The dialogue was also an opportunity for these countries to recall why fiscal transparency and public participation are important and the benefits which they generate. The senior budget official from DRC identified that the main goal of fiscal transparency and public participation was to serve the population. The representative from Niger made the essential point that fiscal transparency and public participation contribute to a democratization process, which leads to citizens becoming more equal faced with the budget. Fiscal transparency and public participation also create a virtuous circle, which can participate to a more optimal use of public resources and hence better service delivery, greater economic efficiency and more growth. Meanwhile, the Malian delegate indicated that having involved, engaged and active citizens could help the government to improve its methods, documents and practices, establishing a culture of learning.
Other benefits which were identified were that fiscal transparency and public participation can:
- Limit the extent of corruption and misuse of funds;
By bringing these actors together and through country break-out sessions, observations emerged with respect to the status and scope for progress regarding fiscal transparency and public participation in the region.
Improvements since 2010
Participants shared their experiences with respect to the progress made in the planning phase of the budgetary process since the last OBI results. For example, Mali established an internal control system and started publishing quarterly budget reviews. DRC has made many of its publications available on its website and government procurement laws have been reformed. Senegal has added many annexes to the budget proposal, such as those relating to risk assessment, information systems have been established and a good governance programme has been put in place. Meanwhile, although progress has been made in the execution and approval phases of the budgetary process, progress has been less wide-ranging than that in the first phases of the cycle.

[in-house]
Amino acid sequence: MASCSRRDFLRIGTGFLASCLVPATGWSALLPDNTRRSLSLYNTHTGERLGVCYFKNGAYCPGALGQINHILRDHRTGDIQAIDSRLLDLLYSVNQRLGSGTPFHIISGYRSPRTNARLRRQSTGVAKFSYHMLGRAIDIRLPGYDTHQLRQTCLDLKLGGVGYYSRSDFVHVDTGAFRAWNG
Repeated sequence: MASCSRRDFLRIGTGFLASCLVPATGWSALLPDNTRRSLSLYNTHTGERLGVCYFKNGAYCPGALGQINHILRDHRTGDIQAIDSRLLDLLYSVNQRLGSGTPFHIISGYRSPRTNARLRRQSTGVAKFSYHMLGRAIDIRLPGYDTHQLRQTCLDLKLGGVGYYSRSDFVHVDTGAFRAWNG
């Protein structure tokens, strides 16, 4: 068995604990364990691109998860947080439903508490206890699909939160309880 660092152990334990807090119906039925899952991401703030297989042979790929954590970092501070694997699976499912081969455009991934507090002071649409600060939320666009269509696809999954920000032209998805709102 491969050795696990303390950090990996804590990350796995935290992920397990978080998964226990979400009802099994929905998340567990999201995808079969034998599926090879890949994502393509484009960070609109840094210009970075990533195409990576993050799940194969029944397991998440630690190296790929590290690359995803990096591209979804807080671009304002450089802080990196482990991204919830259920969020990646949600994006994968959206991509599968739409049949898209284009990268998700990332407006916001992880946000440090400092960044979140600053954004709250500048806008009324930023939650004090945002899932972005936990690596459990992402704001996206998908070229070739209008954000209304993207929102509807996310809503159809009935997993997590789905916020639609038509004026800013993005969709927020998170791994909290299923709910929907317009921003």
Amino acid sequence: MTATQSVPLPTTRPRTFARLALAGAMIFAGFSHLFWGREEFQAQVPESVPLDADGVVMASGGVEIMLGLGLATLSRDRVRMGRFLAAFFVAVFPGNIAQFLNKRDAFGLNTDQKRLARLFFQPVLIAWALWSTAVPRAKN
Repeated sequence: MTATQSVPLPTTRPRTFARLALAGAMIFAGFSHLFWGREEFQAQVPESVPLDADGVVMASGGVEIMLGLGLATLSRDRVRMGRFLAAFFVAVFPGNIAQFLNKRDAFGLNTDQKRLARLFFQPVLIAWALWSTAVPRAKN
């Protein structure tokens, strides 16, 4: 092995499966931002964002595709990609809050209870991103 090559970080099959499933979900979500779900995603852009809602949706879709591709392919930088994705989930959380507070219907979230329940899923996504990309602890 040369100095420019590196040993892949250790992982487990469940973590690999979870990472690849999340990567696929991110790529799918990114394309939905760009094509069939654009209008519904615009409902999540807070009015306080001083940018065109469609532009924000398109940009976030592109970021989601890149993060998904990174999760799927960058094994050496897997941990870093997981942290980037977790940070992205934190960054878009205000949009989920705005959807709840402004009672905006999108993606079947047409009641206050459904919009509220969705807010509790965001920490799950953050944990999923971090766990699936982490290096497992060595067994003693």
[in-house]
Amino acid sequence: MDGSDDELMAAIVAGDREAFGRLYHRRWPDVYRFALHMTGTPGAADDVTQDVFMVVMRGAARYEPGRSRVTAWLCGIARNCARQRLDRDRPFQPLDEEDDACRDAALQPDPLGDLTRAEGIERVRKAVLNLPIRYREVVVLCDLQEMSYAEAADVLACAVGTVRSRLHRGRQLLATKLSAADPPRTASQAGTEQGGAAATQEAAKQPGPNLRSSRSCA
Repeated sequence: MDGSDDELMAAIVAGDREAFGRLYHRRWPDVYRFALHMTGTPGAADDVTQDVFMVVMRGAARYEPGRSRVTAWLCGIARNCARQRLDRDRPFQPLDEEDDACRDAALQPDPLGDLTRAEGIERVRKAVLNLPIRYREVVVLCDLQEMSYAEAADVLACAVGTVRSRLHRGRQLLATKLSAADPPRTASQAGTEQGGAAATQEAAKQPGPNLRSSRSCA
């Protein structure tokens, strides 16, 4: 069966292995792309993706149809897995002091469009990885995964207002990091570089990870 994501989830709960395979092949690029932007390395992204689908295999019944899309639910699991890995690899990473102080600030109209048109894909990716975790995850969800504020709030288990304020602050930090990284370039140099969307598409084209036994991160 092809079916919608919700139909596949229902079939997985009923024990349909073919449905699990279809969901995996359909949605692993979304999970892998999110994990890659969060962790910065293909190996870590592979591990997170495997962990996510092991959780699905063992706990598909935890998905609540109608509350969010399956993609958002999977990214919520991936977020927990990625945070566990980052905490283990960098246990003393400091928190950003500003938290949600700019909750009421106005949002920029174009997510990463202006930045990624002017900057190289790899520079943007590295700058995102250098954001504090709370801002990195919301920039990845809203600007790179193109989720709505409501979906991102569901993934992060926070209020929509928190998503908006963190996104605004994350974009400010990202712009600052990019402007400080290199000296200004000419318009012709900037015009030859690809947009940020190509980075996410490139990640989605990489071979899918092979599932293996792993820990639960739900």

Encouragingly, it came to light that the OBI scores in the region could easily be improved. As such, many budget documents are already produced by the Ministries of Finance and Economics, but not published. Most importantly, one of the key documents, the budget proposal, represents a vital step in improving fiscal transparency and is not being published in many countries of the region. In the OBI questionnaire, the budget proposal represents more than 55 questions out of a total of 92 questions, reflecting the importance of this document. Other in-year reports are also already being produced and could easily be made accessible through internet. The discussion did raise the issue though that internet may not be sufficient to increase transparency and public participation, as in most countries, internet access remains limited. Furthermore, OBI scores were brought down by documents being published outside of the delays recommended by best practice. Correcting this may mean clarifying the budget calendar, which may not require such an additional effort as changing the format and content of a document.
Few frameworks for public participation